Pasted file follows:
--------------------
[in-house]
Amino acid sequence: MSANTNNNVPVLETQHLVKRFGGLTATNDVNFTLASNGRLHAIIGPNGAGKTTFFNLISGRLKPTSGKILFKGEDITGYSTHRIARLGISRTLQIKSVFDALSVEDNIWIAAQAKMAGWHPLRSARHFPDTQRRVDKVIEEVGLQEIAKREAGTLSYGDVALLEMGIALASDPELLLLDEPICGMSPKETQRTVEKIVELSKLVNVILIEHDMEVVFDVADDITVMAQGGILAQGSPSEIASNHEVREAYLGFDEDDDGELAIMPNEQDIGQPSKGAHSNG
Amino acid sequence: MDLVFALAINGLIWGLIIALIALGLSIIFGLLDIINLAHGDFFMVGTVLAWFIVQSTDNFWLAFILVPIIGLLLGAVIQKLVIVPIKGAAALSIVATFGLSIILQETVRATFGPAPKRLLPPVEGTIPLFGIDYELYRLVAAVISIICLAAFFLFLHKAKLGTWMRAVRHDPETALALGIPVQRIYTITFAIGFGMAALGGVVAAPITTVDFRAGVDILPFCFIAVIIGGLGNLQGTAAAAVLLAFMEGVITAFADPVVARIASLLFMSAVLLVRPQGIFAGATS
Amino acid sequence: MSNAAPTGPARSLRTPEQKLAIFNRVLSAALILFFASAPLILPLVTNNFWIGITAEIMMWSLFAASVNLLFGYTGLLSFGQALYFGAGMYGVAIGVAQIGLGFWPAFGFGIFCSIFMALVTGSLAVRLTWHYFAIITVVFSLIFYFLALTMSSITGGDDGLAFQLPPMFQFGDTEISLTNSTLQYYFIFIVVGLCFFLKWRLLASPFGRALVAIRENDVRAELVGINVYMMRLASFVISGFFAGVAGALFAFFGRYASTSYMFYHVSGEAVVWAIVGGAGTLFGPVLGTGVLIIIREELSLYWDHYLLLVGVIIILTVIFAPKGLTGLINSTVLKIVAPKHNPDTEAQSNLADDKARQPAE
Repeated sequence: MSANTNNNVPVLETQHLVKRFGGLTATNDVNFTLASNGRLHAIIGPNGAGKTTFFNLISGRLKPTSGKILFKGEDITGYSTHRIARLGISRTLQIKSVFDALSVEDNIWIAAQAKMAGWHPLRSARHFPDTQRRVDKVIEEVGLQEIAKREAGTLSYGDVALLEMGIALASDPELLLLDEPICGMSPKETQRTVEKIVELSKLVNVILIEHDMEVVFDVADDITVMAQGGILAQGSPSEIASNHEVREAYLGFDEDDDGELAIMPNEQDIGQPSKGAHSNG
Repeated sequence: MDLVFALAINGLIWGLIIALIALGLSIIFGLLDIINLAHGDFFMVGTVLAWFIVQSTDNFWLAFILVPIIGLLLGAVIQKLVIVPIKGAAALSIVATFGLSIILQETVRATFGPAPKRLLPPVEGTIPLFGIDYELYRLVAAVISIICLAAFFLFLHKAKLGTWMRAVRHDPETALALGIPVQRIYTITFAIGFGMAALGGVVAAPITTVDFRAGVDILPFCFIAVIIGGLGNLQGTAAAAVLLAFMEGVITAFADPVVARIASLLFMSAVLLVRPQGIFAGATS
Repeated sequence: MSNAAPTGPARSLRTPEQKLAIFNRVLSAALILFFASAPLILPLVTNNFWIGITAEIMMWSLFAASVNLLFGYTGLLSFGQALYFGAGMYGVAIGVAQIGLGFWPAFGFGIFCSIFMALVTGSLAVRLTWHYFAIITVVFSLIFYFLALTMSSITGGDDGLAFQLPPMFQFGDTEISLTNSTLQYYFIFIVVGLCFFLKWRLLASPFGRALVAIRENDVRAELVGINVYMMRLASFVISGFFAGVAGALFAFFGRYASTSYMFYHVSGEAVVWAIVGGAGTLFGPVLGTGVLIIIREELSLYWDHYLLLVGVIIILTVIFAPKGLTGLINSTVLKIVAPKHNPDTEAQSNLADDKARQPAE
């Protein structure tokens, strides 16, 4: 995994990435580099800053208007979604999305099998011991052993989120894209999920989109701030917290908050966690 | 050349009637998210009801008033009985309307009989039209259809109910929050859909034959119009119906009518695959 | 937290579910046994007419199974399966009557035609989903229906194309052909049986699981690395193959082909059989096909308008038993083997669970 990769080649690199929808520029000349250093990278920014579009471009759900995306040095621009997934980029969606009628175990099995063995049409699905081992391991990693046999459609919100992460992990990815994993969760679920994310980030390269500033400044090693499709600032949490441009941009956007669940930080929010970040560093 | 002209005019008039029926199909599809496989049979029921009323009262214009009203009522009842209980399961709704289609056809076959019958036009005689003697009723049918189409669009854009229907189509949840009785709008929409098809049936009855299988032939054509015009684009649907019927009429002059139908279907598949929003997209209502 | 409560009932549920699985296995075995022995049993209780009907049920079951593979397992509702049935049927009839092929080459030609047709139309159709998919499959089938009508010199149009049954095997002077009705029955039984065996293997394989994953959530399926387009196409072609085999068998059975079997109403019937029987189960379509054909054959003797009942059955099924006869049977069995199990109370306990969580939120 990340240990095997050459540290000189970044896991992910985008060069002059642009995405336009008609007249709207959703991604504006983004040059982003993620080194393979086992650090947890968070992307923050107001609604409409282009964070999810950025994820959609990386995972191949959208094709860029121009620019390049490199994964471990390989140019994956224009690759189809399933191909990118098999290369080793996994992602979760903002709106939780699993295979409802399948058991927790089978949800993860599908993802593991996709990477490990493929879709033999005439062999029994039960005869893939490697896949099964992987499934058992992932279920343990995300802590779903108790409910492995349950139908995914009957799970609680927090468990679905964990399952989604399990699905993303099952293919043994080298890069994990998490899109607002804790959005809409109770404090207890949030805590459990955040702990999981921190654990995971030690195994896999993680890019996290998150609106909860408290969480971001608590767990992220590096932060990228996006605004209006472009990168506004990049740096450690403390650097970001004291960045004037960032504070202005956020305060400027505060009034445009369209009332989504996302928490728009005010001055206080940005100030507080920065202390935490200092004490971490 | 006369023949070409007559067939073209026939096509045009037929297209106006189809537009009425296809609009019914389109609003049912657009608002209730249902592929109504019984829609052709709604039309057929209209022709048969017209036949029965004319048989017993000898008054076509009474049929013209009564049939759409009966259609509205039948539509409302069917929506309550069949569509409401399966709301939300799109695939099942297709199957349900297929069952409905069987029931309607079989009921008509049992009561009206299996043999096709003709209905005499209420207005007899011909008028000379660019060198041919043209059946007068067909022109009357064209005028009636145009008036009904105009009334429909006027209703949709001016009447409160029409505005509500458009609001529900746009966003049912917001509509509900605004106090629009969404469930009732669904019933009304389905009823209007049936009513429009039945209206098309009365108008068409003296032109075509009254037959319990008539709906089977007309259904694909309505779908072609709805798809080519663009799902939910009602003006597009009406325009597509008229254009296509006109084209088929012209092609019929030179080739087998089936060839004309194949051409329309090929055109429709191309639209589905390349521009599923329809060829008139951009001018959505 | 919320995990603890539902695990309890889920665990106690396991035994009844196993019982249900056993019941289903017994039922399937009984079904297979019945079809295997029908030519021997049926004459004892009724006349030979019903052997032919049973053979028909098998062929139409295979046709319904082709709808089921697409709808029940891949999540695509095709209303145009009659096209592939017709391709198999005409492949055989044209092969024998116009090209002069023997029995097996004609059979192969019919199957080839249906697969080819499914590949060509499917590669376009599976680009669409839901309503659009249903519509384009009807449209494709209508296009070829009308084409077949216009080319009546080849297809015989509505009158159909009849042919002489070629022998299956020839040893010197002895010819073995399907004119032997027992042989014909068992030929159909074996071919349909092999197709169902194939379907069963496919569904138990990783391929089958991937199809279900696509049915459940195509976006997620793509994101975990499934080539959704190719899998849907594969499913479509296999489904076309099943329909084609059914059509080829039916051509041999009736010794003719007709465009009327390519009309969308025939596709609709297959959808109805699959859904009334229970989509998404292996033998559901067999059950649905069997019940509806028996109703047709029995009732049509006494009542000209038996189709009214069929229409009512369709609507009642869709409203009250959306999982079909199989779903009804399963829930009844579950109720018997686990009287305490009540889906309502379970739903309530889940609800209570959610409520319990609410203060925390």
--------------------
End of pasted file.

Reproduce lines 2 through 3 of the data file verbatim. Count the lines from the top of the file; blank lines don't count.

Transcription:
Amino acid sequence: MSANTNNNVPVLETQHLVKRFGGLTATNDVNFTLASNGRLHAIIGPNGAGKTTFFNLISGRLKPTSGKILFKGEDITGYSTHRIARLGISRTLQIKSVFDALSVEDNIWIAAQAKMAGWHPLRSARHFPDTQRRVDKVIEEVGLQEIAKREAGTLSYGDVALLEMGIALASDPELLLLDEPICGMSPKETQRTVEKIVELSKLVNVILIEHDMEVVFDVADDITVMAQGGILAQGSPSEIASNHEVREAYLGFDEDDDGELAIMPNEQDIGQPSKGAHSNG
Amino acid sequence: MDLVFALAINGLIWGLIIALIALGLSIIFGLLDIINLAHGDFFMVGTVLAWFIVQSTDNFWLAFILVPIIGLLLGAVIQKLVIVPIKGAAALSIVATFGLSIILQETVRATFGPAPKRLLPPVEGTIPLFGIDYELYRLVAAVISIICLAAFFLFLHKAKLGTWMRAVRHDPETALALGIPVQRIYTITFAIGFGMAALGGVVAAPITTVDFRAGVDILPFCFIAVIIGGLGNLQGTAAAAVLLAFMEGVITAFADPVVARIASLLFMSAVLLVRPQGIFAGATS